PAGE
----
A 15-year-old Lakeridge Junior High School student was arrested in the early morning Friday after posting threats against the school online.
Alpine School District officials said they were alerted on the SafeUtah app that a student had posted threats on social media. The SafeUtah App allows students who may be contemplating suicide, or who are in precarious situations, to seek help and post messages. The threat was received by the district late Thursday evening, according to Kimberly Bird, district spokesman.
“The Orem Police responded quickly,” Bird said. “The student was arrested at 1:30 a.m. and the issue was resolved.”
The student posted a picture holding a gun and the post said “don’t come to school tomorrow.”
The minor is being held at a juvenile detention center. According to Capt. Craig Martinez with the Orem Police Department, the student could be charged with terroristic threats, a third-degree felony. By state law, the offender may have to give monetary restitution for any costs accrued for an investigation. Martinez said the student being held has no other record of history with the police.
Bird said there was no need for a Friday school lockdown.
Orem Police have dealt with three other separate situations involving threats to schools this week.
“On Monday, a car pulled up in front of Orem High School and three guys in masks jumped out and were cussing and swearing, but there were no weapons,” Martinez said. “A woman in the parking lot takes a photo and calls the school — not the police. By the time we were alerted, the car was gone.”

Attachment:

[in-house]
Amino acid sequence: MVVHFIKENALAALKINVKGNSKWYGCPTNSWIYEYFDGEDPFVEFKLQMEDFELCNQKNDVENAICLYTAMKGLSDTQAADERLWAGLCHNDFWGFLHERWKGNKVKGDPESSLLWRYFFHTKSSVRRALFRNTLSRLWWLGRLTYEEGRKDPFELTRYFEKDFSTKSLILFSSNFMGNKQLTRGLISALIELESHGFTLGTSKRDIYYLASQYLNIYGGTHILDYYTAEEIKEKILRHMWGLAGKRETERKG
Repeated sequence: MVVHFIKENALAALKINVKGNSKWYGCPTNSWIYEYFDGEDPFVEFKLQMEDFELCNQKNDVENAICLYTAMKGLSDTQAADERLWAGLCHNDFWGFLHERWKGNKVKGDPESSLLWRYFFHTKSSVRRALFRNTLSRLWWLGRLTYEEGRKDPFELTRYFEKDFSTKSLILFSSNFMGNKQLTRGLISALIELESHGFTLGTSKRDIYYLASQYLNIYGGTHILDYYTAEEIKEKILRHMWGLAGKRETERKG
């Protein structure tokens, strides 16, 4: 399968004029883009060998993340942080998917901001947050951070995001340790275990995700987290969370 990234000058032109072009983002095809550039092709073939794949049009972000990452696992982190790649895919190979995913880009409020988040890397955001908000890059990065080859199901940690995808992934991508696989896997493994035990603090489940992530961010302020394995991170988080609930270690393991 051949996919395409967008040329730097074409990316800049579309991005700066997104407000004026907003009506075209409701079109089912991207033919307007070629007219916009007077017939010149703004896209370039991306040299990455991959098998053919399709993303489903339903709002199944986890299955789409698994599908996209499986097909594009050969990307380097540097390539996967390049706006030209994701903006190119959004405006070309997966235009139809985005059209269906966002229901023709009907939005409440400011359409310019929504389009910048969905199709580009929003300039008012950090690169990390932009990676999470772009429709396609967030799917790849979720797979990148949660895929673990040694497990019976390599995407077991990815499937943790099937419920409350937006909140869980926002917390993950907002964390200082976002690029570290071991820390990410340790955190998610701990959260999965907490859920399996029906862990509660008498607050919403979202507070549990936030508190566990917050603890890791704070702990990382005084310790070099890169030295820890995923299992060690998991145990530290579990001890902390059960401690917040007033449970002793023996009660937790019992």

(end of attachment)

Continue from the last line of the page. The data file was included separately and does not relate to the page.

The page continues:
According to Martinez, later that day the woman posted the photos on Facebook. He said the police had be trying to get her on her cellphone and through Facebook messaging without success. On Tuesday, an Orem Junior High parent called the police concerned if his child was safe. The same woman posted another photo of a kid with a gun that was recognized.
“We finally got a hold of her after four days of trying,” Martinez said. “Then another kid on Instagram posted a photo holding a long gun and the post said ‘revenge.’”
He said that person was tracked down but they couldn’t charge him because of unexplained issues.
Bird said that over the past two years, district schools have received more than 30 threats and each time, the police have been contacted. The threats have ranged from photos of students holding guns to warnings about not coming to school the next day. All of the threats are taken seriously.
Bird said that students must understand there are consequences for their actions. In the case of the Lakeridge student, a hearing will be held and the consequences could range from suspension, to being sent to another school or being kicked out of school altogether.
The consequences are twofold according to Bird. The first are from the school district and the second from the policing agency. Bird is asking that parents talk with their children about these consequences.
“We are telling parents to tell their children not to joke around about this,” Martinez said.